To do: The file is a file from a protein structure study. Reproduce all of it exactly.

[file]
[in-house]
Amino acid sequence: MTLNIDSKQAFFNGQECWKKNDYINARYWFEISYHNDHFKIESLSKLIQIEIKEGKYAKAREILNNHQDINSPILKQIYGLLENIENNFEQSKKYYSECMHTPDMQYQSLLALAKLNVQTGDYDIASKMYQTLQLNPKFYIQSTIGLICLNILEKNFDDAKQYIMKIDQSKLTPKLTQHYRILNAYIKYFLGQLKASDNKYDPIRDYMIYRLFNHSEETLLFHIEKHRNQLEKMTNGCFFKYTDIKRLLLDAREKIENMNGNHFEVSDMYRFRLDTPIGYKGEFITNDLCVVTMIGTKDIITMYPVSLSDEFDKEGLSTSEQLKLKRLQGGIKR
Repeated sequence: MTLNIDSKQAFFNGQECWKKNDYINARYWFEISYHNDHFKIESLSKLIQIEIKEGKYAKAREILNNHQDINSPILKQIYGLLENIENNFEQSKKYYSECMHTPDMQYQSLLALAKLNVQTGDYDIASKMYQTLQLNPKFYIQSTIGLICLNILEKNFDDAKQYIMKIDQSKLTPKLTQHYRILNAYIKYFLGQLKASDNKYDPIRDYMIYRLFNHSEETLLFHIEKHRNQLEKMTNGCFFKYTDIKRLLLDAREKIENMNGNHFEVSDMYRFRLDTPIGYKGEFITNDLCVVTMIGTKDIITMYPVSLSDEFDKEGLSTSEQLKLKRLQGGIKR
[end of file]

[in-house]
Amino acid sequence: MTLNIDSKQAFFNGQECWKKNDYINARYWFEISYHNDHFKIESLSKLIQIEIKEGKYAKAREILNNHQDINSPILKQIYGLLENIENNFEQSKKYYSECMHTPDMQYQSLLALAKLNVQTGDYDIASKMYQTLQLNPKFYIQSTIGLICLNILEKNFDDAKQYIMKIDQSKLTPKLTQHYRILNAYIKYFLGQLKASDNKYDPIRDYMIYRLFNHSEETLLFHIEKHRNQLEKMTNGCFFKYTDIKRLLLDAREKIENMNGNHFEVSDMYRFRLDTPIGYKGEFITNDLCVVTMIGTKDIITMYPVSLSDEFDKEGLSTSEQLKLKRLQGGIKR
Repeated sequence: MTLNIDSKQAFFNGQECWKKNDYINARYWFEISYHNDHFKIESLSKLIQIEIKEGKYAKAREILNNHQDINSPILKQIYGLLENIENNFEQSKKYYSECMHTPDMQYQSLLALAKLNVQTGDYDIASKMYQTLQLNPKFYIQSTIGLICLNILEKNFDDAKQYIMKIDQSKLTPKLTQHYRILNAYIKYFLGQLKASDNKYDPIRDYMIYRLFNHSEETLLFHIEKHRNQLEKMTNGCFFKYTDIKRLLLDAREKIENMNGNHFEVSDMYRFRLDTPIGYKGEFITNDLCVVTMIGTKDIITMYPVSLSDEFDKEGLSTSEQLKLKRLQGGIKR